Spartanburg, NY

Sandor Koser’s gray eyes gleam every time he looks at his naturalization certificate.

He holds onto the edges of the document, carefully pinched securely between the tips of his fingers, as if it were a reverent object.

The 77-year-old Holocaust survivor holds it up to his chest and displays it with a proud smile.

“Today I am free,” he says with a thick Hungarian accent.

His wife, Livia, is also free.

Mr. and Mrs. Koser received their American citizenship Monday.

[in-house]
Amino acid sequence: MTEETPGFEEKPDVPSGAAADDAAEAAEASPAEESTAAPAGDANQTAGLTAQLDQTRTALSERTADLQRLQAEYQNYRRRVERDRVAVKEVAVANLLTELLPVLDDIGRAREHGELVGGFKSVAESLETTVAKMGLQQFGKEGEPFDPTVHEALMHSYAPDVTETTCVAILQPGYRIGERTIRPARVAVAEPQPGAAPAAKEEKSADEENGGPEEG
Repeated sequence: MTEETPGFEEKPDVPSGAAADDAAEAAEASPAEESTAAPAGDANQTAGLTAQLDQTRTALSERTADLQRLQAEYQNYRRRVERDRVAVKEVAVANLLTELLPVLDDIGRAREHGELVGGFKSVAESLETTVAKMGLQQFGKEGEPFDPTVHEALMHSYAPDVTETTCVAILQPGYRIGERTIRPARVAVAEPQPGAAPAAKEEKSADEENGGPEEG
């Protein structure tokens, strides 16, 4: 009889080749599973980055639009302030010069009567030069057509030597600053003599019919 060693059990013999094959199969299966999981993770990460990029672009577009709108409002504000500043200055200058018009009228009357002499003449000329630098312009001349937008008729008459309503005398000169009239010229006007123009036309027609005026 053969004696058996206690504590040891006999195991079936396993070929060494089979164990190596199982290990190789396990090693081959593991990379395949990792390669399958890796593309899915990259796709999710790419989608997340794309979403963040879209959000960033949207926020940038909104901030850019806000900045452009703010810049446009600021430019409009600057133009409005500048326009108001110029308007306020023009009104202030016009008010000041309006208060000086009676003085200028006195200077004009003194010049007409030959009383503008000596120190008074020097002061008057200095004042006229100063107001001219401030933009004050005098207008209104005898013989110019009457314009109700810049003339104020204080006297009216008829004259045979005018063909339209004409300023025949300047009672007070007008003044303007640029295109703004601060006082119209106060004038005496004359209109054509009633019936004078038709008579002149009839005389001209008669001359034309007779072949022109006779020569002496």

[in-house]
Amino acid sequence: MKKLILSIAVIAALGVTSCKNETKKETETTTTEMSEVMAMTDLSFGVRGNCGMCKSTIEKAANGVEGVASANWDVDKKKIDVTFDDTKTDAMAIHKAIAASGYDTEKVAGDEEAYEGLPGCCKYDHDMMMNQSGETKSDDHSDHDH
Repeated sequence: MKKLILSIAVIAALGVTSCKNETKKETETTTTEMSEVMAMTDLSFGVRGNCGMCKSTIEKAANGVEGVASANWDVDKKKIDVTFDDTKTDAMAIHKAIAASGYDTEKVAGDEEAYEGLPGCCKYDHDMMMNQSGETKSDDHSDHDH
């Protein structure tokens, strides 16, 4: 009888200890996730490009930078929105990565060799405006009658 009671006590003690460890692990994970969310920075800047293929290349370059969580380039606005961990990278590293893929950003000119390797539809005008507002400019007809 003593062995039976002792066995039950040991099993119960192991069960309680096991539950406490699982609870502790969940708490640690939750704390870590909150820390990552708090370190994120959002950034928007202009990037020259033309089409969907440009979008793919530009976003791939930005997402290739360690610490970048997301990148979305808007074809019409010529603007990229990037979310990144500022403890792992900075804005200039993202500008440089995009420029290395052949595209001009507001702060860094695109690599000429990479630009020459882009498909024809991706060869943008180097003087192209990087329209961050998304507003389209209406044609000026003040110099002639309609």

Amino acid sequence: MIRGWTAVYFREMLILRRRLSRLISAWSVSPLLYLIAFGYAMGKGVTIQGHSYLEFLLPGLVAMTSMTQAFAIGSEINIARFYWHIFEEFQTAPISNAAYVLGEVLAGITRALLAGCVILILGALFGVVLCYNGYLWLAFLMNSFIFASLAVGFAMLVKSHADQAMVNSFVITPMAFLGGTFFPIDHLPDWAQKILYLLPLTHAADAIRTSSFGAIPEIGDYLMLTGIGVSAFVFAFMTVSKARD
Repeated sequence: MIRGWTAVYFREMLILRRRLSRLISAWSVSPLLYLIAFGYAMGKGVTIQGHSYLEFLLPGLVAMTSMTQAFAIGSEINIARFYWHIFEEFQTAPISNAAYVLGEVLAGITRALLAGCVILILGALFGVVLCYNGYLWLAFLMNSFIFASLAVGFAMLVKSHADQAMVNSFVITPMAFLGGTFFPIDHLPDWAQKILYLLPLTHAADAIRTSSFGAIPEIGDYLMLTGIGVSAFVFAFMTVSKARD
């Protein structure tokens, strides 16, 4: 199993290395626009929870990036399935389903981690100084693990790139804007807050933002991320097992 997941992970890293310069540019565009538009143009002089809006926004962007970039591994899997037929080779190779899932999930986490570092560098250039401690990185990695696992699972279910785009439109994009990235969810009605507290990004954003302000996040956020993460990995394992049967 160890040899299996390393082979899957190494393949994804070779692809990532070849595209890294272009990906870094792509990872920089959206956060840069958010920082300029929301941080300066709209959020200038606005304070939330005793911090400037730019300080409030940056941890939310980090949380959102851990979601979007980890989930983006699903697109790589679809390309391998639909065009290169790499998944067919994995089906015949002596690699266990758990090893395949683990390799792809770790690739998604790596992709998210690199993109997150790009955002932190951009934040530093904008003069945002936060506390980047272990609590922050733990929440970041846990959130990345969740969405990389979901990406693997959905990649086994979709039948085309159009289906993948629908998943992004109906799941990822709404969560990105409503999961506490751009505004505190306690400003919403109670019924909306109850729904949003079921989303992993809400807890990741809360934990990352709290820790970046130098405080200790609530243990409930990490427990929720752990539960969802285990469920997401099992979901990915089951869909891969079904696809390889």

The couple moved to Spartanburg from Hungary in 1998 to be closer to their son Dr. Andras Koser and their three grandsons.

Mr. and Mrs. Koser were about the same age as their grandchildren when they were taken to Poland and imprisoned at Auschwitz-Birkenau, the most infamous Nazi death camp.

Mrs. Koser was 13 when she was placed in a group of Jewish people picked to die in the gas chambers. Her mother pled for her life, telling Dr. Josef Mengele that her daughter was 16 and a good worker.